Open the graphic in a new tab to see the whole thing.

I’m curious what happened to the acquisition process in 1975 that lead to such a sharp increase in the time needed to field a weapon system.

But the key thing is, time is money. Lots and lots of money. Now, you’ll say, XBrad, the items like the B-2 and the F-22 are pretty cutting edge technology. And so they are. But so were things like the B-58, and the F-111. Notice also, the F-117, a cutting edge technology, had minimal oversight, and yet it reached IOC well below the trendline.

I’d expect to see some increase in the trendline of development times. But I’d expect to see something more like that commercial aircraft timeline, or even a little steeper. But clearly, something in the process of acquisition has changed. And Kozlowski argues that it is the intense oversight. I’m agree. And I’ll note that the purpose of the oversight was to ensure money spent was well spent. Oddly, the oversight, both within DoD and from outside, be it the GAO or Congress or whomever, has stretched the timelines to untenable lengths. We’ve already seen programs such as the RAH-66 Comanche that ran so long in development that they were obsolete before they were even ordered into production.  And I’d argue that the drawn out development and oversight costs more than simply mismanaging programs in the first place would have.

What Might Have Been: The Polish PZL P.50 Jaszdrab (Hawk)


Salamander’s encore FbF today was a tribute to the suicidally brave pilots of the Polish Air Force, who rose in small numbers and outmoded machines to contest the modern and lethal Luftwaffe of the Third Reich, seventy-four years ago this week.


The aircraft that the Polish pursuit (fighter) pilots took to the skies in on that first September morning of 1939 were thoroughly obsolete vestiges of another era.  The PZL P.11 featured on Sal’s porch was a parasol-wing monoplane with fixed landing gear that was a derivative of a design dating back to the late ‘Twenties.  With a top speed of barely 235 mph, it was no match for the German Bf 109D and E models, which were some 120 mph faster and much more heavily armed.


The Poles watched the once cutting edge P.11 fade into complete obsolescence with the rapid advances in aircraft and engine technology of the mid 1930s (Bf 109, Spitfire, Hurricane, Curtiss Hawk 75), and in 1936 proposed their own all-metal low-wing monoplane fighter with retractable landing gear.  This was the PZL P.50 Jaszdrab (Hawk).   Design work included the mounting of a 870 hp Gnome-Rhone radial, giving the aircraft a designed top speed of around 270 mph.  A more powerful engine, of British design, would have increased performance considerably.  Unfortunate delays in acquiring retractable landing gear and in engine delivery (the 1,350 hp Bristol Hercules radial) slowed development to a crawl.  The first prototype flew only weeks before the German invasion, and the only other airframe never flew.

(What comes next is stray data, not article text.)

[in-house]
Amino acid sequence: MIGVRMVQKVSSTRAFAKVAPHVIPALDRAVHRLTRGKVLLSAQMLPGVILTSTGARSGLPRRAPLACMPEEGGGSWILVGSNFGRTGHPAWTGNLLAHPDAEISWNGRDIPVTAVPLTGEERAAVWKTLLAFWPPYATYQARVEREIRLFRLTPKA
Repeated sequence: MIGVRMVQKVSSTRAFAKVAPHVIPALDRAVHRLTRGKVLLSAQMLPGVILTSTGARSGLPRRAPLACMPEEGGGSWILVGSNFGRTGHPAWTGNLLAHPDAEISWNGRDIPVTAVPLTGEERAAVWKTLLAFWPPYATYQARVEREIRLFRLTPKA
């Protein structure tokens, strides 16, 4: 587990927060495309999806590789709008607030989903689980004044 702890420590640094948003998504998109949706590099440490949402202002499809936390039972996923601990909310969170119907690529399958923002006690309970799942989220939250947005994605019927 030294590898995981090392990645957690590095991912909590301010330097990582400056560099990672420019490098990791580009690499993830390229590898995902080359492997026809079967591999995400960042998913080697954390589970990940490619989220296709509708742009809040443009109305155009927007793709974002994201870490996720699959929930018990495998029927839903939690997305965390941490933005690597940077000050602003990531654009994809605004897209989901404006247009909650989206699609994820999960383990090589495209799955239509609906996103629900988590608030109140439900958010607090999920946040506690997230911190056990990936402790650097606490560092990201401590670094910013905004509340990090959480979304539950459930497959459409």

Plans were to build more than three hundred of the P.50B with the more powerful British engine to replace the outmoded P.11.  The Hercules would have given the Hawk a top speed of around 340 mph.  With a higher power/weight ratio and considerably lower wing loading (26 lb/sqft vs 40 lb/sqft) than the Bf 109E, the Hawk would likely have had excellent maneuverability, climb rate, and acceleration.  The sturdy construction of the P.11 would certainly have been carried over to the P.50.

While the P.50 Jaszdrab most probably would have still been somewhat outclassed by the German fighter, the brave Polish pilots would have been at least in a modern aircraft much more equal to their foes.   Three hundred P.50s in the hands of the brave and skilled Polish pilots, fourteen squadrons instead of ten, may have given the Luftwaffe pause.  The toll they might have taken on the cream of the German fighter strength may have given the equally brave and equally outmatched Polish ground forces some respite from the onslaught.

Perhaps, perhaps not.  But the P.50 in the hands of the Polish Air Force is one of those “what if?” scenarios one cannot help but ponder.

So much for loosening the belts – Stripes